Column: A new day dawns to oppose nuclear power

One by one, the silhouettes of people appeared. It was before dawn, and these silhouettes were slowly advancing and retreating at Hiroshima Peace Memorial Park. They were A-bomb survivors, their backs bent, climbing the stone steps as if crawling, heading for the Cenotaph for the A-bomb Victims. After a long moment of prayer, they would look up at the sky. Thick wisps of smoke from sticks of incense rose above them. From the heavens, colored with the first light of day, drops of rain suddenly began to fall.

A 92-year-old woman said that she walked about the area, after the A-bomb blast had burned everything to the ground, searching for her husband. She wandered the area with no clear destination in mind, holding her first child by the hand and carrying her second child on her back. “I just couldn't let him go,” she said. But in the end, she never saw him again. “I decided that I wouldn't cry this year,” the woman said. Still, her eyes were wet with tears.

Looking back at that time, an 82-year-old man said that he helped bring bodies to a field of lotus root and cremated them there. Since then, he has suffered repeatedly from serious illness, including leukemia and a stroke. Even now, he cannot dispel his anxiety over radiation. “I hope they will abandon nuclear weapons,” he said. “I don't think we need nuclear power plants any more.” His heart bleeds for the suffering of those in Fukushima.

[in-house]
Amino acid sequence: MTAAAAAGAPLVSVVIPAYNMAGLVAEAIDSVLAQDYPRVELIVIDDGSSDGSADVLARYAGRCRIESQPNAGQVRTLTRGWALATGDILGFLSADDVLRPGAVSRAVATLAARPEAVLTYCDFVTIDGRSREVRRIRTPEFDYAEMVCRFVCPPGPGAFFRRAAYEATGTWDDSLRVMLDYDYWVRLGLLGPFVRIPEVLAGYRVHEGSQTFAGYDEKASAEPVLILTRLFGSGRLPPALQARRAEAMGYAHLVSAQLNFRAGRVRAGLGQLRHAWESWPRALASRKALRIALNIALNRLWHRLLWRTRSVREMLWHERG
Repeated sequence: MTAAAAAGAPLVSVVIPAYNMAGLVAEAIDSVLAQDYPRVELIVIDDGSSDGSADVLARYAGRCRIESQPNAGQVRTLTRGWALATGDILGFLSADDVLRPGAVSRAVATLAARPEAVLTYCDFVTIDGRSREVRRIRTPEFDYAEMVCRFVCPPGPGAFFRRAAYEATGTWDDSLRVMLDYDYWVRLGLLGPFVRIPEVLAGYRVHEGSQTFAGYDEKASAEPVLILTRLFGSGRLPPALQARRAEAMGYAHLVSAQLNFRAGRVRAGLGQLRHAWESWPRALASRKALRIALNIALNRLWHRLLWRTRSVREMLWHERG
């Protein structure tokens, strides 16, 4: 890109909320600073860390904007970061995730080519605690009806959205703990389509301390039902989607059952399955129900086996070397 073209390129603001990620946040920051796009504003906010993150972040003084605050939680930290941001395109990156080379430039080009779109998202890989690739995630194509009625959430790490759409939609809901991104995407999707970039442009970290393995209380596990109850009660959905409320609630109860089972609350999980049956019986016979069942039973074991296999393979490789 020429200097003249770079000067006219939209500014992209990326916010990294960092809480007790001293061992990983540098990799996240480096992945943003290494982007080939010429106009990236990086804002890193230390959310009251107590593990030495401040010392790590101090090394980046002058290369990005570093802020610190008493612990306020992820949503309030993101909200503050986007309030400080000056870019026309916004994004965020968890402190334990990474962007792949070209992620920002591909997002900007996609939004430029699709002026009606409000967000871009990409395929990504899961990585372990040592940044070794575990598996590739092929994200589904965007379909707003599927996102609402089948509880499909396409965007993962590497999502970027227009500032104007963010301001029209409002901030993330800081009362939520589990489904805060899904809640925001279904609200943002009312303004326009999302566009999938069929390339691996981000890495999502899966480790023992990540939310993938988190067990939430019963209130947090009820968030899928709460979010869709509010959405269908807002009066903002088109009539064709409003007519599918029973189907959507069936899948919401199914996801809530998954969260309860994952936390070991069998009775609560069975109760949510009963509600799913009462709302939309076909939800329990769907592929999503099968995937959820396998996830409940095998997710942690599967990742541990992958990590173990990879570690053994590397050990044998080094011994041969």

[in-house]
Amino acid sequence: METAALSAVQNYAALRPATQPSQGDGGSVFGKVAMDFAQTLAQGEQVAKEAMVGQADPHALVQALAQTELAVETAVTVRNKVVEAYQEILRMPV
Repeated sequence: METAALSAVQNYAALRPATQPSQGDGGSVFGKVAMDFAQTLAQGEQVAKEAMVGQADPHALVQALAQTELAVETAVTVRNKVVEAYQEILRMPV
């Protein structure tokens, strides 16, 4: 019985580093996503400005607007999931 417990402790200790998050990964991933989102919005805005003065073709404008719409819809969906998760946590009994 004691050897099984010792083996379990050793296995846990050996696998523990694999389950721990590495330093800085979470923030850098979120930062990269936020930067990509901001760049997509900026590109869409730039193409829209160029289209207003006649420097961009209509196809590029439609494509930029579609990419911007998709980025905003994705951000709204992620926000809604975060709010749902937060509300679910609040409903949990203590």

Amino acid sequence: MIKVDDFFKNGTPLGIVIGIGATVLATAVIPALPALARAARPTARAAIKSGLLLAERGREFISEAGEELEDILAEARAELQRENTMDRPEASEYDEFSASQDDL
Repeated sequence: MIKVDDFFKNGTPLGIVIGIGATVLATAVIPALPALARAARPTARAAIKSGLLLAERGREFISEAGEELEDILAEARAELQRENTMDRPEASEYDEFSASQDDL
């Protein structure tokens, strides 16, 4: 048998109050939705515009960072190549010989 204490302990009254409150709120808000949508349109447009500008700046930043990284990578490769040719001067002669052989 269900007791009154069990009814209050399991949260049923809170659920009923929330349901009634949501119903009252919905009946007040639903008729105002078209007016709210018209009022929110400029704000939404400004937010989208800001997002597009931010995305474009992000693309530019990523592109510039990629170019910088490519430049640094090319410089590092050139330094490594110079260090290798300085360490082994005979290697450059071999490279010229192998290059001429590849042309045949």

“Our suffering has just begun,” said Megumi Goto, 44. She evacuated with her family to Hiroshima from the city of Minamisoma in Fukushima Prefecture. Along with her husband, she took part in the Hiroshima Peace Memorial Ceremony as a volunteer. “Hiroshima is now the place it is because the A-bomb survivors haven't averted their eyes from the grief that they would rather forget, and have shared that grief with others,” Ms. Goto said, offering the perception she has felt keenly since relocating to the A-bombed city.

There is no end to the journey of the A-bombed city of Hiroshima, while future prospects for Fukushima are still unknown. August 6, 2011, marking the 66th anniversary of the atomic bombing, is a day that has dawned with those opposed to nuclear power reaching out to one another and joining hands.

(Originally published on August 7, 2011)